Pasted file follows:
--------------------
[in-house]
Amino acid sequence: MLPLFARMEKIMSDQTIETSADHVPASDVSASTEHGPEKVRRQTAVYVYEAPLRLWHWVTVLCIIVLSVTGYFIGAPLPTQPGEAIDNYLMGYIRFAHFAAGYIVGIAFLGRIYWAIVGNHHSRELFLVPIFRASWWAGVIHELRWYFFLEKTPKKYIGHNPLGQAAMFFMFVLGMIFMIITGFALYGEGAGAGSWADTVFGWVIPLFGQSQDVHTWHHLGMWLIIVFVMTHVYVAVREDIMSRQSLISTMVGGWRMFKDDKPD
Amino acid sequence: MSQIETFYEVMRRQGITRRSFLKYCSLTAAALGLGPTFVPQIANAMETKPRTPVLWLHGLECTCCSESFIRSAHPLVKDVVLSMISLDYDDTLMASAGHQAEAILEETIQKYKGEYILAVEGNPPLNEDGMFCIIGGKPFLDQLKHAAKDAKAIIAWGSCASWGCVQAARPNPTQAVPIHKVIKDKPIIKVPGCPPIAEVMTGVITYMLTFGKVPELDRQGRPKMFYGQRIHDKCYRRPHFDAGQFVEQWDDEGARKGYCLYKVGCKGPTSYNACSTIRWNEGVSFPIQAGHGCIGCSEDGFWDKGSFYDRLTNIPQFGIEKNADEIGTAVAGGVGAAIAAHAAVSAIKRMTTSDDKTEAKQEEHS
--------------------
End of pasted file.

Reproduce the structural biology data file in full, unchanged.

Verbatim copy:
[in-house]
Amino acid sequence: MLPLFARMEKIMSDQTIETSADHVPASDVSASTEHGPEKVRRQTAVYVYEAPLRLWHWVTVLCIIVLSVTGYFIGAPLPTQPGEAIDNYLMGYIRFAHFAAGYIVGIAFLGRIYWAIVGNHHSRELFLVPIFRASWWAGVIHELRWYFFLEKTPKKYIGHNPLGQAAMFFMFVLGMIFMIITGFALYGEGAGAGSWADTVFGWVIPLFGQSQDVHTWHHLGMWLIIVFVMTHVYVAVREDIMSRQSLISTMVGGWRMFKDDKPD
Amino acid sequence: MSQIETFYEVMRRQGITRRSFLKYCSLTAAALGLGPTFVPQIANAMETKPRTPVLWLHGLECTCCSESFIRSAHPLVKDVVLSMISLDYDDTLMASAGHQAEAILEETIQKYKGEYILAVEGNPPLNEDGMFCIIGGKPFLDQLKHAAKDAKAIIAWGSCASWGCVQAARPNPTQAVPIHKVIKDKPIIKVPGCPPIAEVMTGVITYMLTFGKVPELDRQGRPKMFYGQRIHDKCYRRPHFDAGQFVEQWDDEGARKGYCLYKVGCKGPTSYNACSTIRWNEGVSFPIQAGHGCIGCSEDGFWDKGSFYDRLTNIPQFGIEKNADEIGTAVAGGVGAAIAAHAAVSAIKRMTTSDDKTEAKQEEHS